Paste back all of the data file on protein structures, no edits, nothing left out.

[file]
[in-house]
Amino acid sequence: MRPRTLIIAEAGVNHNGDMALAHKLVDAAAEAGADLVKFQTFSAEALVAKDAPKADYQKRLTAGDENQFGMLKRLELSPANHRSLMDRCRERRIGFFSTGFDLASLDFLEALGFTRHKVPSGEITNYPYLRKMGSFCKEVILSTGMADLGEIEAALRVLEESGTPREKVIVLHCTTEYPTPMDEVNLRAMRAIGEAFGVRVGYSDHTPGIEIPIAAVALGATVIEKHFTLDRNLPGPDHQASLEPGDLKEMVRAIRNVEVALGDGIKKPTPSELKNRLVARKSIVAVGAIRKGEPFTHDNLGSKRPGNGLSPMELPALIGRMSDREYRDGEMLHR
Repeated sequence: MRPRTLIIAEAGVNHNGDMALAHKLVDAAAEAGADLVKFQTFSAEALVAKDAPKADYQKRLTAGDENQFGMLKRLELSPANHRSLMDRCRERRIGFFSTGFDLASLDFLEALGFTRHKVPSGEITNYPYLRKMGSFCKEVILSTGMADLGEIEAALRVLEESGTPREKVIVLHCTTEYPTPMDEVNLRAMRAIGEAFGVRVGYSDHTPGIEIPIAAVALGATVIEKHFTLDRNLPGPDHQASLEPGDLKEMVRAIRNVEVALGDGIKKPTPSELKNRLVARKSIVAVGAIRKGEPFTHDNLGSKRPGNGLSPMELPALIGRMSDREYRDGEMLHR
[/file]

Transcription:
[in-house]
Amino acid sequence: MRPRTLIIAEAGVNHNGDMALAHKLVDAAAEAGADLVKFQTFSAEALVAKDAPKADYQKRLTAGDENQFGMLKRLELSPANHRSLMDRCRERRIGFFSTGFDLASLDFLEALGFTRHKVPSGEITNYPYLRKMGSFCKEVILSTGMADLGEIEAALRVLEESGTPREKVIVLHCTTEYPTPMDEVNLRAMRAIGEAFGVRVGYSDHTPGIEIPIAAVALGATVIEKHFTLDRNLPGPDHQASLEPGDLKEMVRAIRNVEVALGDGIKKPTPSELKNRLVARKSIVAVGAIRKGEPFTHDNLGSKRPGNGLSPMELPALIGRMSDREYRDGEMLHR
Repeated sequence: MRPRTLIIAEAGVNHNGDMALAHKLVDAAAEAGADLVKFQTFSAEALVAKDAPKADYQKRLTAGDENQFGMLKRLELSPANHRSLMDRCRERRIGFFSTGFDLASLDFLEALGFTRHKVPSGEITNYPYLRKMGSFCKEVILSTGMADLGEIEAALRVLEESGTPREKVIVLHCTTEYPTPMDEVNLRAMRAIGEAFGVRVGYSDHTPGIEIPIAAVALGATVIEKHFTLDRNLPGPDHQASLEPGDLKEMVRAIRNVEVALGDGIKKPTPSELKNRLVARKSIVAVGAIRKGEPFTHDNLGSKRPGNGLSPMELPALIGRMSDREYRDGEMLHR